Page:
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Malaysian Buddhist counseling group sets off for Sri Lanka

The Buddhist Channel, Feb 18, 2005

Petaling Jaya, Malaysia -- In response to the appeal for humanitarian help from Sri Lanka, the Counseling Unit of the Buddhist Gem Fellowship (BGFCU) despatched a reconnaissance team of counseling helpers to Sri Lanka on 27th January to assess the needs and requirements of the tsunami survivors.

<< Next phase of relief effort is to assist victims to face post tsunami trauma such as depression, regaining self confidence and acceptance of loss of family members

With the assistance and advice of Venerable Saranankara (Chief Venerable of the Sri Lanka Temple, Kuala Lumpur) and Bhante Wimala, a base camp was set up by the team at a town called Matara. There are six tsunami relief camps in Matara with about 65 families located in each site. Based on initial findings, the team have discovered that many of residents residing in these camps need psychological support to help them regain their confidence and self worth. Many have been found to be highly traumatized by the tsunami tragedy.

Lim Chin Kah, the main coordinator of the BGFCU says that since many tsunami camps have already been set up by the government and local/international NGOs across of Sri Lanka, the counseling unit have decided to ?adopt? the camps at Matara. "With limited resources at our dispense, we felt it would be more productive to concentrate our humanitarian and counseling efforts on just one location," he said.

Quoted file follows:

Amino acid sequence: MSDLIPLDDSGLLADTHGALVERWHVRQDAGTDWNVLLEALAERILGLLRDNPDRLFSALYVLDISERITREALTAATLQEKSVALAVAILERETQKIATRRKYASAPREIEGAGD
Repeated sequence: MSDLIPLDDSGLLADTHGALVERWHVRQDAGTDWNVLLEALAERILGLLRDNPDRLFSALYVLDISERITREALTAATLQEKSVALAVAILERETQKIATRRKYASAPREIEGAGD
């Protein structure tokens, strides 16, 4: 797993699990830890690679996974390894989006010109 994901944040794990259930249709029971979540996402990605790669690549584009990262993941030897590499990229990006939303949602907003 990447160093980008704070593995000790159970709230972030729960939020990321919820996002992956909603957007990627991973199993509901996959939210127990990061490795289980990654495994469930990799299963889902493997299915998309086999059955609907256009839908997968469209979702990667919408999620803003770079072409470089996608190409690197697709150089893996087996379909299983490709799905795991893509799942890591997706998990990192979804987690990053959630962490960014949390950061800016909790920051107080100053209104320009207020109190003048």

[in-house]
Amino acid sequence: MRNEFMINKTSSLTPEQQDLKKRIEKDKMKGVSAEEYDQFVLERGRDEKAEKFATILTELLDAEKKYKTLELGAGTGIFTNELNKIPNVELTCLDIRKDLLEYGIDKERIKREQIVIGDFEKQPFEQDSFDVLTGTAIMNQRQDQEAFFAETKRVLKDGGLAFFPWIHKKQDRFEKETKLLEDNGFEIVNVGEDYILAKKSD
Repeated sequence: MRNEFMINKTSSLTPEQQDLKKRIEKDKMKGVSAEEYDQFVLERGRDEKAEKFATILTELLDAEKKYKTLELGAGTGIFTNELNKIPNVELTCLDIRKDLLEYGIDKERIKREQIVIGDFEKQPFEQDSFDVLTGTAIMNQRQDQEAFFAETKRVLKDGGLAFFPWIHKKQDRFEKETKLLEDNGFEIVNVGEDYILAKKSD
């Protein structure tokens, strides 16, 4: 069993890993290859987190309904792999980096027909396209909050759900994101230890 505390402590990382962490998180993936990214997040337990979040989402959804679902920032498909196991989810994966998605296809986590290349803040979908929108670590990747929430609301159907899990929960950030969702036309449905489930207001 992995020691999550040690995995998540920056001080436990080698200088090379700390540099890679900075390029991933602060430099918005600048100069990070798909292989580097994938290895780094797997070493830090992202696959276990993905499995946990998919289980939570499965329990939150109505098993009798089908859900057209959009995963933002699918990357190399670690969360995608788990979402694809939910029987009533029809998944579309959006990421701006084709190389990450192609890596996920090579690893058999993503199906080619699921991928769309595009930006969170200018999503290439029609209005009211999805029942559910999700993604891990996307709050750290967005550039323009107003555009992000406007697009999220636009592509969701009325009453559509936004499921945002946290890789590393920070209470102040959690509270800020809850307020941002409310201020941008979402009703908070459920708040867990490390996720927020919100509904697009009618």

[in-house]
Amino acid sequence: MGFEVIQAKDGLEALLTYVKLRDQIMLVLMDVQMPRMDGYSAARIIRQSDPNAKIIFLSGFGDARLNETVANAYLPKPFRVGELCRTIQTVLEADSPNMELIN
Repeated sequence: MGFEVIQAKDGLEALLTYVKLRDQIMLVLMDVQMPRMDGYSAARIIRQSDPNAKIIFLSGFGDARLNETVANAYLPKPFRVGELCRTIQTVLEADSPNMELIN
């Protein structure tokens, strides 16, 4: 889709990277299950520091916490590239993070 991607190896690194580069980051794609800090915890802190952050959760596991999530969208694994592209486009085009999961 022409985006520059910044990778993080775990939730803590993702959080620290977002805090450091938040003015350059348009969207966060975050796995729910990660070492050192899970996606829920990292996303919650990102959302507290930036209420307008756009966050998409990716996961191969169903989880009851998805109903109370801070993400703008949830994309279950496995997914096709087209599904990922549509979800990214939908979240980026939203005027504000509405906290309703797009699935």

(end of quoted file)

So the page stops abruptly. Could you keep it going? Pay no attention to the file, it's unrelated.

Sources confirmed that the BGFCU plans to send more counseling teams to Matara over the next few months.  Each team will comprise of two to four helpers each and will spend about twelve days there. A family in Matara has offered to provide accommodation for the helpers during their missions there.

Chin Kah have appealed on behalf of the BGFCU for public contributions to assist the helpers in their humanitarian work while in Matara. "Each volunteer may have to go to Sri Lanka several times (spread over a few months period) to re-visit the victims and follow up on the counselling.  Some of them may have to take no pay leave from their work. It can hence be financially taxing on some of the volunteers", he said.

According to Chin Kah, the extent of the humanitarian missions in Sri Lanka will depend on the amount of financial support that the team receives. BGFCU he says, which was set up more than a decade ago to provide free telephone counseling service to the public, is a very small outfit with very limited funds.  "We sincerely hope that members of the public can support us to help our unfortunate friends in Sri Lanka," he appealed.

Another volunteer, Low Mi Yen who is slated to leave with the second batch of volunteers on Feb 21, 2005 said that the target of intervention will mainly concentrate on group art therapy and counseling. She plans to engage young victims in the therapy sessions by using toys such as beach balls, soft or stuffed toys and lego sets. As for the adults, plans are still afoot on the best way to engage their attention to participate in groups session or discussions. "It is easier to get the children to come and "play" but we expect it to be tougher to gather the adult," the veteran counsellor predicts.

The cost of sending each volunteer to the Matara camp will involve expenses such as flight tickets, daily meals and transportation from place to place will be borne by the BGFCU. The BGFCU welcomes any public donation to help subsidise the air-fare for the volunteers. Part of the funds will also be used to purchase gifts for the tsunami survivors and other essential items to support the missions there.

For more information on supporting the BGFCU Sri Lanka Humantarian Relief Mission, please contact the following:

BGF Counseling Unit,
c/o 71, SS 22A/1,
47400 Petaling Jaya
Selangor Darul Ehsan

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